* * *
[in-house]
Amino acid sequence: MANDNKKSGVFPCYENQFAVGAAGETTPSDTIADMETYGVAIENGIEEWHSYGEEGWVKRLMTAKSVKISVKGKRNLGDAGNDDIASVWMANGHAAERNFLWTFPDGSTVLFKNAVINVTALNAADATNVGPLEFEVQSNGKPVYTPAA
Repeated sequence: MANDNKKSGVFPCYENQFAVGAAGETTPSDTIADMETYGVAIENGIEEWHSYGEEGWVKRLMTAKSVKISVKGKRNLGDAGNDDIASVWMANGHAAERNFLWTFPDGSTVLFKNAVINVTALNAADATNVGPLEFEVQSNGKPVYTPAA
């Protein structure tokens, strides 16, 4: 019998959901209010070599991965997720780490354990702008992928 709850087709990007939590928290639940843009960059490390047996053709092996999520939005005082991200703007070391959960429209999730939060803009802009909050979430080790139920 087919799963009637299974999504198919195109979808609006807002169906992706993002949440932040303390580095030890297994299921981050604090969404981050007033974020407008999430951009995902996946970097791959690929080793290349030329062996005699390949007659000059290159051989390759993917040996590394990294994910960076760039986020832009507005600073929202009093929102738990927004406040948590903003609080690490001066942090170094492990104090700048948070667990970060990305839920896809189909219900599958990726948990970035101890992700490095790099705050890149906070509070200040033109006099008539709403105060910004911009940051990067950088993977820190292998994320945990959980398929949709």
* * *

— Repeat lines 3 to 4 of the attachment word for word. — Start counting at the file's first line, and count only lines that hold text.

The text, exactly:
Repeated sequence: MANDNKKSGVFPCYENQFAVGAAGETTPSDTIADMETYGVAIENGIEEWHSYGEEGWVKRLMTAKSVKISVKGKRNLGDAGNDDIASVWMANGHAAERNFLWTFPDGSTVLFKNAVINVTALNAADATNVGPLEFEVQSNGKPVYTPAA
């Protein structure tokens, strides 16, 4: 019998959901209010070599991965997720780490354990702008992928 709850087709990007939590928290639940843009960059490390047996053709092996999520939005005082991200703007070391959960429209999730939060803009802009909050979430080790139920 087919799963009637299974999504198919195109979808609006807002169906992706993002949440932040303390580095030890297994299921981050604090969404981050007033974020407008999430951009995902996946970097791959690929080793290349030329062996005699390949007659000059290159051989390759993917040996590394990294994910960076760039986020832009507005600073929202009093929102738990927004406040948590903003609080690490001066942090170094492990104090700048948070667990970060990305839920896809189909219900599958990726948990970035101890992700490095790099705050890149906070509070200040033109006099008539709403105060910004911009940051990067950088993977820190292998994320945990959980398929949709």